Argentina’s gold medal in 2004 seemed at the time like the world catching up to the U.S., but now it looks more like a perfect storm. What separated their Golden Generation from all international teams since was how evenly their talent was distributed. They had a future Hall of Famer in Manu Ginobili, and they surrounded him with longtime NBA players (Carlos Delfino, Andres Nocioni, Luis Scola, Fabricio Oberto) and brought a male model off the bench (Walter Herrmann). National teams can’t make trades to even out the roster. Countries with smaller pools of talent have to be blessed with a group of players who are not only at the same stage in their careers, but whose skill sets naturally complement each other.

Team USA managing director Jerry Colangelo said after Sunday’s game that “we just need to see these other countries get their acts together and become more competitive.” There are a few countries out there with the depth of talent that Argentina had, but whether they can put all the pieces together is anyone’s guess. Australia will add Dante Exum and Ben Simmons to a core of a team that finished fourth in Rio, while Croatia has Dario Saric, Mario Hezonja, and three 7-footers drafted in 2016, most notably no. 4 pick Dragan Bender. France could pair Rudy Gobert with dynamic backcourt playmakers like Evan Fournier, who sat out the summer after getting an $85 million contract with the Magic, and Frank Ntilikina, an incredibly talented 6-foot-5 point guard projected to go in the lottery in 2017. Spain is always dangerous, though they will be counting on the Hernangomez brothers to replace the Gasol brothers. Maybe the most intriguing long-term rival for the U.S. is Canada, which has produced a number of lottery talents in the last five years, thanks to a pipeline that makes them compete with Americans from an early age. Canada is one of the few teams in the world capable of matching, if not surpassing, Team USA’s athleticism.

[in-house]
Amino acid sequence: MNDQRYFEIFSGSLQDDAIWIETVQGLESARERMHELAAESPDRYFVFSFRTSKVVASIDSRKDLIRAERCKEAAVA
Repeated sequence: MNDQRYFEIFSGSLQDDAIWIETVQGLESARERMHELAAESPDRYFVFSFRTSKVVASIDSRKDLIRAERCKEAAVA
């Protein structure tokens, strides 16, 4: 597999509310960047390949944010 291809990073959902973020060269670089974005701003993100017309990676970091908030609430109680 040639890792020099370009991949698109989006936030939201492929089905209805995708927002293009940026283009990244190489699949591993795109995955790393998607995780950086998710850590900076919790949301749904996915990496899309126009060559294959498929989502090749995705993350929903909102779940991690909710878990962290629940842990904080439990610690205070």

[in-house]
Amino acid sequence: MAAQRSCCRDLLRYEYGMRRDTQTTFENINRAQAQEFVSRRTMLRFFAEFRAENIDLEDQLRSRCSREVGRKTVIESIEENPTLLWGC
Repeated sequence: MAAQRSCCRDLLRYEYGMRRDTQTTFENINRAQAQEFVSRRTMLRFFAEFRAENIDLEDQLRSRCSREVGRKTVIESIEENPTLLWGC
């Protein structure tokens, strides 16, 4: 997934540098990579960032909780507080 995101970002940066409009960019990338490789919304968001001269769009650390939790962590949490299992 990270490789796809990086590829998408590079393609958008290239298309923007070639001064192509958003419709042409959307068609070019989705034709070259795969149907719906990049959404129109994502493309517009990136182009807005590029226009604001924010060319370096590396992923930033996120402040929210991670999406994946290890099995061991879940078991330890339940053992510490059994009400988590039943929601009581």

The U.S. will be heavy favorites in 2020, regardless. The United States is a country with a population of over 300 million people. Serbia has a population of just over 7 million; Croatia has a population of 4.5 million; Lithuania checks in at a little under 3 million. Considering the talent pool through raw population numbers, a fair fight with the U.S. would mean playing a team representing the entire European Union. DeAndre Jordan claimed Olympic golds trump NBA championships, and it’s true for international players — the incredible difficulty of toppling Team USA makes winning gold the most challenging honor in the sport. But the same can’t be said for most Americans. There are only so many times Goliath can crush David before the world is desensitized, but what Argentina accomplished in 2004 is still the most interesting thing to ever happen in Olympic basketball. David only has to beat Goliath once to become a legend.